3.5 Literature Review: Unique Value Proposition

Natalia Shipilova
Sep 9, 2015 · 3 min read

In today’s hyper-competitive world, customers are surrounded by an ocean of tempting value propositions that all compete for the same limited slots of attention. It means that the competition happens not only among products — for example, BBC News and Huffington post — but between values like quick information delivery and the latest news, that can be generated not only by news brands like BBC but also by other products, for example social media like Twitter.

Different methodologies such as “Value Proposition Canvas” by Alexander Osterwalder and Yves Pigneur, “Jobs to be Done” by Chris Spiek and Bob Moesta, and “Design Thinking” by Tim Brown aim to turn customers’ needs into insights that will be used for building a job or value proposition.

“Value Proposition describes the benefits customers can expect from your products and services” (Osterwalden et al. 2014, p. 277). It can be delivered by a number of products and services.

Figure 11: Value Proposition Canvas (Osterwalder et al., 2014)

The unique value proposition focus on jobs, pains and gains that matter to customers and can be delivered better, cheaper and faster. In every stage of startup development it should be checked with three “fits”:

  1. Problem-solution fit: evidence that customers care about the jobs, pains, and gains you intend to address with your value proposition.
  2. Product-market fit: evidence that customers want your value proposition.
  3. Business model fit: evidence that the business model for your value proposition is scalable and profitable.
Figure 12: Startup Development Phases (Startupcommons.org)

The fit is achieved when customers get excited about a value proposition, which happens when addressing important jobs, alleviating extreme pains, and creating essential gains that customers care about.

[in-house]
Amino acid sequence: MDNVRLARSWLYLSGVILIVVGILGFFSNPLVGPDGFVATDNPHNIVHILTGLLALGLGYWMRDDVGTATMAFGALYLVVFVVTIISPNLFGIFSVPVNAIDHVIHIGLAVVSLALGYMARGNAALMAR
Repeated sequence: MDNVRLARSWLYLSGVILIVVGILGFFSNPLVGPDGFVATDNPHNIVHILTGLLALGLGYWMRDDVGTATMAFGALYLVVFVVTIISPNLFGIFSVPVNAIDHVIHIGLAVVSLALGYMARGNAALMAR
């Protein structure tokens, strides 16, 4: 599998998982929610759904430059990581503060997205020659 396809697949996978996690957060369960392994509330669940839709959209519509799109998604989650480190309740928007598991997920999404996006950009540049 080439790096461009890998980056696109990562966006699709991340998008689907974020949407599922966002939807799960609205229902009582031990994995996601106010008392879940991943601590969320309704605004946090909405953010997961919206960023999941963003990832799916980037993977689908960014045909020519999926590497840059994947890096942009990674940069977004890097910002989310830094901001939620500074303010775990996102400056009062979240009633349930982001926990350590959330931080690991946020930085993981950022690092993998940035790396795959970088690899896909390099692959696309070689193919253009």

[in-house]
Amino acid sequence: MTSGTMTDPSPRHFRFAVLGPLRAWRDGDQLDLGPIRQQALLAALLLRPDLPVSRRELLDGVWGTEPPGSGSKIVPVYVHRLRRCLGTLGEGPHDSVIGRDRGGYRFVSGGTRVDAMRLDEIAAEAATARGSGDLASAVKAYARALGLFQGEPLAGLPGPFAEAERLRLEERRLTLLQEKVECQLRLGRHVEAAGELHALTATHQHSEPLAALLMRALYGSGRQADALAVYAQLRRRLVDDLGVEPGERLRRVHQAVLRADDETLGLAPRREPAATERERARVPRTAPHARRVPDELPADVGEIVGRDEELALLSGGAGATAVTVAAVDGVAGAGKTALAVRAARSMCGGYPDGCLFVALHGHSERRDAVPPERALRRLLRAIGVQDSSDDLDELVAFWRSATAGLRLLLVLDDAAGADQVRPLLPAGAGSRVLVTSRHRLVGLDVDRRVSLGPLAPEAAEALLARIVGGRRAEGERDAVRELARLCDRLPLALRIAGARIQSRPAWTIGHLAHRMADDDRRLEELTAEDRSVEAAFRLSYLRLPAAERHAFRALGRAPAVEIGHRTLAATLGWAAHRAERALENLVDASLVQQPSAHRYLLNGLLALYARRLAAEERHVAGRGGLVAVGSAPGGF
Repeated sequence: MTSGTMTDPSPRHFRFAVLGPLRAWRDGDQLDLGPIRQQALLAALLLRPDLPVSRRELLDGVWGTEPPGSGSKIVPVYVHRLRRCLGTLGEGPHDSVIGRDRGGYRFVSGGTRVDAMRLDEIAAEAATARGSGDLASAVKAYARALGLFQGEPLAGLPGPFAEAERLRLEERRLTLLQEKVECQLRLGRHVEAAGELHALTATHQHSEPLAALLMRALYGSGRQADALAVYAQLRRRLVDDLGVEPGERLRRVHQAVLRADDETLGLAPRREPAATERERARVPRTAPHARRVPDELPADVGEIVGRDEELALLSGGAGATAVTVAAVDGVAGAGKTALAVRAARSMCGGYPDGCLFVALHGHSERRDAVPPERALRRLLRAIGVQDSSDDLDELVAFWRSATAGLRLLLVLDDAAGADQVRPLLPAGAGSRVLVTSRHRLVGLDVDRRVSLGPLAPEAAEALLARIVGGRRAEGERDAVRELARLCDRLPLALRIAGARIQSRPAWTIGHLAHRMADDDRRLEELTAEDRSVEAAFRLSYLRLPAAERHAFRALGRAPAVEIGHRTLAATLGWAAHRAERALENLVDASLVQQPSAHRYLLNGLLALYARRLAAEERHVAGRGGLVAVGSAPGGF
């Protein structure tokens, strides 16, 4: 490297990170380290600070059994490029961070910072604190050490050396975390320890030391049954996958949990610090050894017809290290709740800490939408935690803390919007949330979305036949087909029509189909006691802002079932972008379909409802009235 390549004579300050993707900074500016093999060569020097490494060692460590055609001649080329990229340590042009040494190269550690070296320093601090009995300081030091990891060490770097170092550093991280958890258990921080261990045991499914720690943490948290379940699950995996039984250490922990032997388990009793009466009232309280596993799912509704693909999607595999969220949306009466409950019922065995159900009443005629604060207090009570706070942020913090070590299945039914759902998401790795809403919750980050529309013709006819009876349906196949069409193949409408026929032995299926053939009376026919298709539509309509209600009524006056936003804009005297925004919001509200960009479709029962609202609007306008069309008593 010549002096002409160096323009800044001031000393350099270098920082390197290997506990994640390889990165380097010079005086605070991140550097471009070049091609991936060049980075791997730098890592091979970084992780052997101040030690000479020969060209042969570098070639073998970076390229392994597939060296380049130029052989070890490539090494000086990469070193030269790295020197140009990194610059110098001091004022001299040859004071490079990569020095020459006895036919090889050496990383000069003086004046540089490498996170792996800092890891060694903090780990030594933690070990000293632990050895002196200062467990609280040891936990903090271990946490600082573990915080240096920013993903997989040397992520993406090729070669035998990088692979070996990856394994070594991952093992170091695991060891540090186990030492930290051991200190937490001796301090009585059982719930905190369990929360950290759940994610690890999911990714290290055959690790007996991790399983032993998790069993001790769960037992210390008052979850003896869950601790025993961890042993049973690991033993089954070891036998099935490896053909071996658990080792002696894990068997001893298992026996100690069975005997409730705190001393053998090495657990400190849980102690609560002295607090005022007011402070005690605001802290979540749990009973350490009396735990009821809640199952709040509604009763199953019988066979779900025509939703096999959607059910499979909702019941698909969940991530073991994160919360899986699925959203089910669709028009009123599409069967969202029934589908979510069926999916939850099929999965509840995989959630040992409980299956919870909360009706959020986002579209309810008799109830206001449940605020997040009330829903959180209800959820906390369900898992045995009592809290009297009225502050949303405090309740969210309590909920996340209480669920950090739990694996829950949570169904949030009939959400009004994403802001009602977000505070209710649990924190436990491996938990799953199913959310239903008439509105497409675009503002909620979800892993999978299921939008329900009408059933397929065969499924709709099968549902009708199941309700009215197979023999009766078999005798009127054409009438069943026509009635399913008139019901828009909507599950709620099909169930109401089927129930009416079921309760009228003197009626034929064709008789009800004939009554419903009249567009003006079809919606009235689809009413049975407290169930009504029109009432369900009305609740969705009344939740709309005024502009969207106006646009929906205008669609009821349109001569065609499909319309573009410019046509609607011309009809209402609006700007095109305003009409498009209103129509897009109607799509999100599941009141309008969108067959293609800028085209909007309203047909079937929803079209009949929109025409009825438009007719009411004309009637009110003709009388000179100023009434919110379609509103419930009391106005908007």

All these process and Fit stages are supported by the Lean methodology codified by Eric Ries (2011) that is considered to be the most effective nowadays for quick and target startup idea building, its measuring and receiving of feedback for the next iteration and constant improvement like a loop.

Figure 13: Build-Measure-Learn loop (Ries, 2011)

But the difference between a startup and a disruptive startup is this: startups often play it safe and follow the blueprint of what companies before them in that same industry have been doing. They try to emulate it, but make it better.

Disruptors often enter an industry and do not look at the existing blueprint, but rather look outside that industry and bring best practices from other industries and apply it in a new, fresh and different way to the industry. Essentially, they attempt to rewrite the rules (Messenger, 2015).

This statement shows the main difference of disruptive startup nature and the role of new vision, not only fitting value with customers’ needs.

Disruptive Startup

A study on how can a disruptive startup be developed better during its early stages.

Natalia Shipilova

Written by

Life and Innovation driven. Digital Strategist / Concept Developer. E: nvshipilova@gmail.com

Disruptive Startup

A study on how can a disruptive startup be developed better during its early stages.

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